Pete Langelle

Pete Langelle's NHL career was cut short due to military service in World War II. He was stationed in his hometown of Winnipeg, Manitoba, a training station of the Royal Canadian Air Force. He appeared in 3 full NHL seasons with the Toronto Maple Leafs scoring 22 goals in 136 games. None of his goals were as big as hist last.

Langelle was born as Pete Landiak, but as he move through the ranks of amateur hockey he changed his name to Langelle, hoping to end the descrimination he and other Ukranians felt at the time.

Following a Memorial Cup championship with his hometown Monarchs in 1937, Langelle started his professional career with the Syracuse Stars of the AHL for two full seasons before joining the Leafs for the 1939 playoffs. He apprenticed with the Leafs the next two seasons before taking more of a full time role in the 1941-42 season. It was a magical season for both Langelle and the Leafs.

Toronto was emerging as a power-house that would end up winning 5 Stanley Cups before the end of the decade. The dynasty began with one of pro sports biggest comebacks in the 1942 Stanley Cup Finals against the Detroit Red Wings. The Wings took a commanding 3 games to none lead in the best of seven showdown. No team prior or since has comeback from a 3-0 deficit in the Stanley Cup finals. But the Leafs scratched and clawed their way back into contention, forcing a winner-takes-all seventh game.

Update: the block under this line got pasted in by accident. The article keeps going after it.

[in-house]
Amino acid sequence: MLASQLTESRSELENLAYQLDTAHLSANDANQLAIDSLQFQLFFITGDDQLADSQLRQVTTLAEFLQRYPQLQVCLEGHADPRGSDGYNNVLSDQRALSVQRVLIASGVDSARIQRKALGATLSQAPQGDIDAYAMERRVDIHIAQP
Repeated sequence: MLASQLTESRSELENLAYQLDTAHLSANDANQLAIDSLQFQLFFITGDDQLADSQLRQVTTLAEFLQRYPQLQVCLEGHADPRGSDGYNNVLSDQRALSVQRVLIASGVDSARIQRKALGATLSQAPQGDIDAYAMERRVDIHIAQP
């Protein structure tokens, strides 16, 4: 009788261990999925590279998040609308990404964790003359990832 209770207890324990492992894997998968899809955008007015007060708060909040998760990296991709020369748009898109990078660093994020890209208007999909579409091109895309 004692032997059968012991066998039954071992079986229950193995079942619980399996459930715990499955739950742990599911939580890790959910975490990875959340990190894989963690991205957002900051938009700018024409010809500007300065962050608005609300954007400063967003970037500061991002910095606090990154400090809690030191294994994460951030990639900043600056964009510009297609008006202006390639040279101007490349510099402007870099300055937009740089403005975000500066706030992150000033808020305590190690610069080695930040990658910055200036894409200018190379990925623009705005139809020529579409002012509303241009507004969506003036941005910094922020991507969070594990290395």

The score was tied at one late in the third period when the unlikeliest of hereos scored a goal that would prove to be the Stanley Cup winning goal.

"The puck happened to bounce 10 feet from (Red Wing netminder John) Mowers and I kinda banged at it. Next thing I knew, the red light was on and we were ahead," recalled Langelle.

The Leafs would add another late goal to win the game 3-1 and win the series 4 games to 3 in an unthinkable come back. The Cup was Toronto's second championship.

Langelle had to leave the NHL for military service the following year but continued to play in a senior league in Winnipeg. When the war was over, Langelle returned to minor pro hockey. The speedy fan favorite found no room on the Leafs powerhouse roster upon his return. He continued on, playing six seasons with the AHL's Pittsburgh Hornets before returning to semi-pro senior hockey for two more seasons.

The 5'11" 170lb center scored 22 goals and 51 assists in 136 games. A good skater and crafty playmaker, he will always be remembered for his Stanley Cup winning goal in 1942.


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